In partnership with the Maine Memory Network Maine Memory Network

Thomaston: The Town that Went to Sea

Beniah Harding

Three 10th grade students interviewed local resident Beniah C. Harding, age 80, at his home in Thomaston. The following two clips discuss his family history, his experiences during the Great Depression, and his enrollment in the Navy.

Transcription of Clip 1:
This is Aaron Maxwell at Ben Harding’s place at 3:05 on the 5th of December, nice to meet you Ben. I’m here to ask you questions about your experiences with the great depression, could you tell me a little about it.

I was born in Cambridge, Massachusetts’s at 1919, at the age of 5 I was sent to live with my grandparents on a farm in Holliston, Massachusetts, I lived there until 17. When the depression starts we read in the newspapers about people committing suicide about the great stock market crash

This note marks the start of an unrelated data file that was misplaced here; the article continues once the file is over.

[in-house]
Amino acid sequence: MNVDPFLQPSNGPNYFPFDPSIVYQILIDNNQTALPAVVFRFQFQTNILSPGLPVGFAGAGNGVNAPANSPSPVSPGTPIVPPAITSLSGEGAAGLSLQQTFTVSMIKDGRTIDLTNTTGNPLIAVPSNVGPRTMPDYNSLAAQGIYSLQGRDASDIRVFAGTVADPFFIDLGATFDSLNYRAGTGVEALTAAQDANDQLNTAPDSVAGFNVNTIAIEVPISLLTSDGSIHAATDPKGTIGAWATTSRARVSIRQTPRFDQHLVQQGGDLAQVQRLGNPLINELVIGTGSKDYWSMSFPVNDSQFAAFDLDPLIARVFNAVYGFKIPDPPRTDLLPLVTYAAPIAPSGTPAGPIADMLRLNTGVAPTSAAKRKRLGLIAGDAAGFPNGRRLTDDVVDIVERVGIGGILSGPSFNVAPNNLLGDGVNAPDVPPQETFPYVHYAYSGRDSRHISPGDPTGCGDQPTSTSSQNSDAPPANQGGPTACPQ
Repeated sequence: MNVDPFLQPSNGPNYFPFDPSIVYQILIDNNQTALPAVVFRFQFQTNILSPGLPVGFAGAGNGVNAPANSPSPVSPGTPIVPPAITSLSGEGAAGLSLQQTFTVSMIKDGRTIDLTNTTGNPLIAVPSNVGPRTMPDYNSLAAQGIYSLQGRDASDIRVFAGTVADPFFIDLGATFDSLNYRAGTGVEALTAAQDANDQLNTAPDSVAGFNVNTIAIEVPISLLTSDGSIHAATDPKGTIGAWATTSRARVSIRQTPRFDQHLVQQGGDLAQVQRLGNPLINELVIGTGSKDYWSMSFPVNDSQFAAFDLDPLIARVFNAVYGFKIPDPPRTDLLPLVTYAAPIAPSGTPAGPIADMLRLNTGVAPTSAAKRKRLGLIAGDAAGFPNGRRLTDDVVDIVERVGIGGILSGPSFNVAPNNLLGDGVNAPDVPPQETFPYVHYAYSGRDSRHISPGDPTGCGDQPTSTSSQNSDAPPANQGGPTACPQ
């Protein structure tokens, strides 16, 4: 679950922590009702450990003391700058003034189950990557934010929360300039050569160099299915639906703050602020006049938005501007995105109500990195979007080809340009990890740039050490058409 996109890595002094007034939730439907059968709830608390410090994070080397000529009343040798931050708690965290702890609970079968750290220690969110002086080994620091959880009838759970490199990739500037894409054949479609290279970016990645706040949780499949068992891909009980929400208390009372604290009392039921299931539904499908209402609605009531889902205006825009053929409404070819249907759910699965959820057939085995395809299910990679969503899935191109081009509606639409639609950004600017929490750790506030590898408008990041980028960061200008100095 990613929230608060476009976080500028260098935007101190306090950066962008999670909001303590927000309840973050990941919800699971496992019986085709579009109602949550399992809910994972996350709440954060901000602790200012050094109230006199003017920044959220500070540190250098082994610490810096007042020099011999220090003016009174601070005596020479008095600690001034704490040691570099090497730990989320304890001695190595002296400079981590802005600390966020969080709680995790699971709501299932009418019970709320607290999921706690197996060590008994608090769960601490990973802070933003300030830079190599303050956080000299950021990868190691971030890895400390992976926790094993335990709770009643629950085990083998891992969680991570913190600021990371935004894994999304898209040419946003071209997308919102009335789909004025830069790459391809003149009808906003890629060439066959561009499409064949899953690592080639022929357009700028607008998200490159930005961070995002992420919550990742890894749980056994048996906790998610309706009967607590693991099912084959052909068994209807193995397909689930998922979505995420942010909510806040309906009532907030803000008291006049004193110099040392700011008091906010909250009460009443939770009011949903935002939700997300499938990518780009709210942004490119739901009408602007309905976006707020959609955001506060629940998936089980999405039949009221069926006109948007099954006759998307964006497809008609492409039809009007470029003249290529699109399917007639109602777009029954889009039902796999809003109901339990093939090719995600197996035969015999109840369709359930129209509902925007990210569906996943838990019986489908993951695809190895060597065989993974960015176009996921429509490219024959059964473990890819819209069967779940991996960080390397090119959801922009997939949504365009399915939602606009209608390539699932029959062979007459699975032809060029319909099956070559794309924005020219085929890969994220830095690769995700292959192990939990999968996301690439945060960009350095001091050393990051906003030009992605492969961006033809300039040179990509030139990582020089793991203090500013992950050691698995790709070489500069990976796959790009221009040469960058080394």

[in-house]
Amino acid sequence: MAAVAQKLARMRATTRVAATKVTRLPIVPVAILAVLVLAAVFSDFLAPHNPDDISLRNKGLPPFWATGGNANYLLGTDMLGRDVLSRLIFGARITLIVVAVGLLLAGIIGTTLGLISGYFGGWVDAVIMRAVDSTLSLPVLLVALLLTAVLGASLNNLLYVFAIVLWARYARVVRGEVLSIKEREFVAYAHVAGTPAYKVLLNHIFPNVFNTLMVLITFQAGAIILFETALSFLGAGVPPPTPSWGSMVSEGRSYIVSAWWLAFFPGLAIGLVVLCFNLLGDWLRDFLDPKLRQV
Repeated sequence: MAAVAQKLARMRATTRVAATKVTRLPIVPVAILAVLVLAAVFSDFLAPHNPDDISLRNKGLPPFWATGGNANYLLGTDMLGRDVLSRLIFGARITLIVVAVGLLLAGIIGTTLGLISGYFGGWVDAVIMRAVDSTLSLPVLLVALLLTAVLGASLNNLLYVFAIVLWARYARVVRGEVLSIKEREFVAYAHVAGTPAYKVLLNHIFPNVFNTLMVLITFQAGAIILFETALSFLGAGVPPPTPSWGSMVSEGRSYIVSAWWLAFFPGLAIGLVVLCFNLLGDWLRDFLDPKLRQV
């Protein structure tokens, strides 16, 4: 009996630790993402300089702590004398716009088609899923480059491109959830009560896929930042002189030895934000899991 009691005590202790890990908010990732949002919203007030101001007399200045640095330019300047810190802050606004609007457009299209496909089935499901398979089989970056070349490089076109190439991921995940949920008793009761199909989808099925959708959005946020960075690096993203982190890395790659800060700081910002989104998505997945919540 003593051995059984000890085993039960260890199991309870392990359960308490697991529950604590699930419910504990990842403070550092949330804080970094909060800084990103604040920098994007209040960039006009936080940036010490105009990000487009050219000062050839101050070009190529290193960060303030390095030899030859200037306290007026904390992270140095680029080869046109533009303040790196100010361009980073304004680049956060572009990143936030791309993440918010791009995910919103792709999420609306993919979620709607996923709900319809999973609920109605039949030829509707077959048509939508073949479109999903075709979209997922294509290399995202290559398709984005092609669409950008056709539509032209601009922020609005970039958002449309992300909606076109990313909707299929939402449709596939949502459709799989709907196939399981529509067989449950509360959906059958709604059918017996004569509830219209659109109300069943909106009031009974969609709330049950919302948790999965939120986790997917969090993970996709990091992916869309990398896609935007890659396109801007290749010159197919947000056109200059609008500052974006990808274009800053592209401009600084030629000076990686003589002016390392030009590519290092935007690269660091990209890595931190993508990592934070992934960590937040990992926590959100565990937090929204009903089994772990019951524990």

Did you know anyone who was personally affected and committed suicide?

No

How did your family take it?

My father was fortunate, he ran restaurants in Boston, of course running a restaurant he had access to food, and he would exchange meals not for money, but for a personal item like a ring or some keepsake that the customer had access to. On the farm I we didn’t have a great variety of meats so we had lots of wheat products.

Transcription of Clip 2: 17.07
Since you mentioned the war, did you get enlisted?
I was working in Washington after graduating from Colby, and I received a notice from Holliston that I was to be drafted, I wanted no part of the army so I went to the navy headquarters and inquired about a naval commission, and they told me all the things I had to do, like taking physical and mental tests, I passed the mental test easily, but I was 11 pounds overweight, the doctor said if I lose 10 pounds in 2 weeks he’d let me in, so I went on a strict diet of nothing but lettuce and water. After 2 weeks I lost 9.5 pounds, he told me I was a half pound left, but he’d let me in anyways, so that’s how I was enlisted.